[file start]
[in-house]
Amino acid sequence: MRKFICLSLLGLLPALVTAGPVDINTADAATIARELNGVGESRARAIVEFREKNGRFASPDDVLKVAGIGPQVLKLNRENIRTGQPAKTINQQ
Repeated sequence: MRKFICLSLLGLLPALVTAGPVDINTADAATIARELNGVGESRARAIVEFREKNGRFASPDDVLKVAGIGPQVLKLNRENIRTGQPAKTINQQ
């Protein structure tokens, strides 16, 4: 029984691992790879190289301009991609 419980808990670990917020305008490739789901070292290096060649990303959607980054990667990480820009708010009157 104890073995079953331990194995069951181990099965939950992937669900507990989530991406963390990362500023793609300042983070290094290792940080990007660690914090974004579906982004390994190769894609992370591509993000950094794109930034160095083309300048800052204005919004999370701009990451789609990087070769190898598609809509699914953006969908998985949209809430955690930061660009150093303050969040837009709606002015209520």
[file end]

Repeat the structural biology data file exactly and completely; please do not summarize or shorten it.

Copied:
[in-house]
Amino acid sequence: MRKFICLSLLGLLPALVTAGPVDINTADAATIARELNGVGESRARAIVEFREKNGRFASPDDVLKVAGIGPQVLKLNRENIRTGQPAKTINQQ
Repeated sequence: MRKFICLSLLGLLPALVTAGPVDINTADAATIARELNGVGESRARAIVEFREKNGRFASPDDVLKVAGIGPQVLKLNRENIRTGQPAKTINQQ
């Protein structure tokens, strides 16, 4: 029984691992790879190289301009991609 419980808990670990917020305008490739789901070292290096060649990303959607980054990667990480820009708010009157 104890073995079953331990194995069951181990099965939950992937669900507990989530991406963390990362500023793609300042983070290094290792940080990007660690914090974004579906982004390994190769894609992370591509993000950094794109930034160095083309300048800052204005919004999370701009990451789609990087070769190898598609809509699914953006969908998985949209809430955690930061660009150093303050969040837009709606002015209520």